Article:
In other words, in that regard, the Irish are the hidden majority in this country. Nice trick, considering that for so much of their history here, mo mhuintir (my people) were a much hated minority.

A group of refuges, fleeing what is basically an attempt at genocide back home, suddenly flood the country. Many of them speak a foreign language or speak English badly; they practice a different religion than most Americans of the time; they are perceived as a big threat to American jobs (although they only took the ones Americans didn’t want); and they are accused of being violent criminals, addicts, or rapists.

Sound familiar? Ripped from recent headlines?

Yes, but all of those attributes were applied to the Irish who came to America in the wake of the potato famine, or the Great Hunger, of the 1850s. A big part of it was religious discrimination. At the time, America was predominantly Protestant, thanks to its initial British invaders… sorry, settlers, but another big group who came over, the Germans, tended to be Lutheran. The Catholic Germans of the north stayed home.

The English never had any problem with the Germans because, surprise, by the time America was founded, the English royal family was actually… German. They ruled via four Georges, one William, and somebody known as Victoria.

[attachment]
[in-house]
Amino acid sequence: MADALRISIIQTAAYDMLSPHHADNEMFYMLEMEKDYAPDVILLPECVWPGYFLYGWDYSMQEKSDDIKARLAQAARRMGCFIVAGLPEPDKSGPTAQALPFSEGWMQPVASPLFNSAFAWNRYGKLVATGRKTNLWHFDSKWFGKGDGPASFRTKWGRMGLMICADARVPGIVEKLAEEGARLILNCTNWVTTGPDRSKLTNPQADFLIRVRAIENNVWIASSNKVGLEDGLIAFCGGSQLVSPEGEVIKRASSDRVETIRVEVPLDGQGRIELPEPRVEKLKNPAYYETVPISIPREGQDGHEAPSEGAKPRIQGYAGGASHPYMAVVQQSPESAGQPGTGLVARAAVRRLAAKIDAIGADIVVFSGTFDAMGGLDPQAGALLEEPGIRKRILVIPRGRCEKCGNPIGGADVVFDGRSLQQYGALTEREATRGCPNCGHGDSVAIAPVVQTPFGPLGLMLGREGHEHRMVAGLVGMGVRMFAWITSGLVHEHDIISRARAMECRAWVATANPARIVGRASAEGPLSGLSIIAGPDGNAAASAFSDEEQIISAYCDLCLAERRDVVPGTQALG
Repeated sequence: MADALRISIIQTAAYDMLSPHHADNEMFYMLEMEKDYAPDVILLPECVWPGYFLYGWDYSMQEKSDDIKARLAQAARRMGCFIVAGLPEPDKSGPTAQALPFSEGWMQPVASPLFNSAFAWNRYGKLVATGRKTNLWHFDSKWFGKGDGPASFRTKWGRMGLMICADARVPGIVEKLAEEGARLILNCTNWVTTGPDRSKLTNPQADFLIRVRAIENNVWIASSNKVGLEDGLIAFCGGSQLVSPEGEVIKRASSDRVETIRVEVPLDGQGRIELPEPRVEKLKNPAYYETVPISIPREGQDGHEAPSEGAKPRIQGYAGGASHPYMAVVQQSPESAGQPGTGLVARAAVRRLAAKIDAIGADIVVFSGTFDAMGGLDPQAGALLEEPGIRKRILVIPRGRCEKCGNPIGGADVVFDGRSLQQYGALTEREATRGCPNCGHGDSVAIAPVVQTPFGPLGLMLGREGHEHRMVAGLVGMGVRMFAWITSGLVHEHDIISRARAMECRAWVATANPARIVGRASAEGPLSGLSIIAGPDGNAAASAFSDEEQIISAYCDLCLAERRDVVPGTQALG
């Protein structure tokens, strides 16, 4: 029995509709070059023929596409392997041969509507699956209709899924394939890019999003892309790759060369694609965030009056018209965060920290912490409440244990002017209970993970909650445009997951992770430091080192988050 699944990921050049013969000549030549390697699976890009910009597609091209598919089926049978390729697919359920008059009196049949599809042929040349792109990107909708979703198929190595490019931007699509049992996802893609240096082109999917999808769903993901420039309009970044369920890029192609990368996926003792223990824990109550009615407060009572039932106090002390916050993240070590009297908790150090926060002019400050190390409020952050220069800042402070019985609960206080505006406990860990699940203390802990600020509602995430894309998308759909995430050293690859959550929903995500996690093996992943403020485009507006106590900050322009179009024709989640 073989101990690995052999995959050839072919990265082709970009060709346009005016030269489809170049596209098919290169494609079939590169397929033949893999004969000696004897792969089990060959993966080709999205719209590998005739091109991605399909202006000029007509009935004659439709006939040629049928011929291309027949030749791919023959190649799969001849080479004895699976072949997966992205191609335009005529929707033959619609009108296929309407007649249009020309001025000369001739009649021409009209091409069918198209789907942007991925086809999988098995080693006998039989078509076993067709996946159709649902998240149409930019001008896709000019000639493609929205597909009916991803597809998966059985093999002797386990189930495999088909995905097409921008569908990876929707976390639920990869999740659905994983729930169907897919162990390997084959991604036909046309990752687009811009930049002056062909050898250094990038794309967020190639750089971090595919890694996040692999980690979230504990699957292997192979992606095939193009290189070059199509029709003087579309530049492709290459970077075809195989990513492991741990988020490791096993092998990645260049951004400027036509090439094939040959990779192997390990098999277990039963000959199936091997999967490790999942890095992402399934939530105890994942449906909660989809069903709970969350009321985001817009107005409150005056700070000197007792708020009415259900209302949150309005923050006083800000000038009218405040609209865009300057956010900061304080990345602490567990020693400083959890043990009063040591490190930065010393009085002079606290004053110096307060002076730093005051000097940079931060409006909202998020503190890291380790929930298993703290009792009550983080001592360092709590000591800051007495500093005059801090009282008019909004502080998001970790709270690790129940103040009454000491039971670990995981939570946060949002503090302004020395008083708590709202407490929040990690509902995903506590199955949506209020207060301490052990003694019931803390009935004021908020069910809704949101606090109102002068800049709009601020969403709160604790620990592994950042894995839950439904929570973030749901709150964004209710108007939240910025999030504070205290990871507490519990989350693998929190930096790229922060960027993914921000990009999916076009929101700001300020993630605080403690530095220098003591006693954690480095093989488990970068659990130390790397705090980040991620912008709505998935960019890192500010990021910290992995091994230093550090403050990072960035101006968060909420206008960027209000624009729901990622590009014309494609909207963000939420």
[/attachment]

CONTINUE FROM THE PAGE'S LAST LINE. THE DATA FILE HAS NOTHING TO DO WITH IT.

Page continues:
After she died, the name of the house changed twice, first with her successor, and then again during World War I (then known as the Great War) because Windsor sounded so much more British than the German Hanover, and the British were fighting the Germans, after all.

That’s right. World War I wasn’t so much a war as a family squabble.

The Germans in America did just fine, though, and I have plenty of them in my background as well. My last name is German, and my great grandfather came from there. He was pretty successful as well, and as far as I know, the only elected official (mayor) who’s my direct ancestor for at least four hundred years.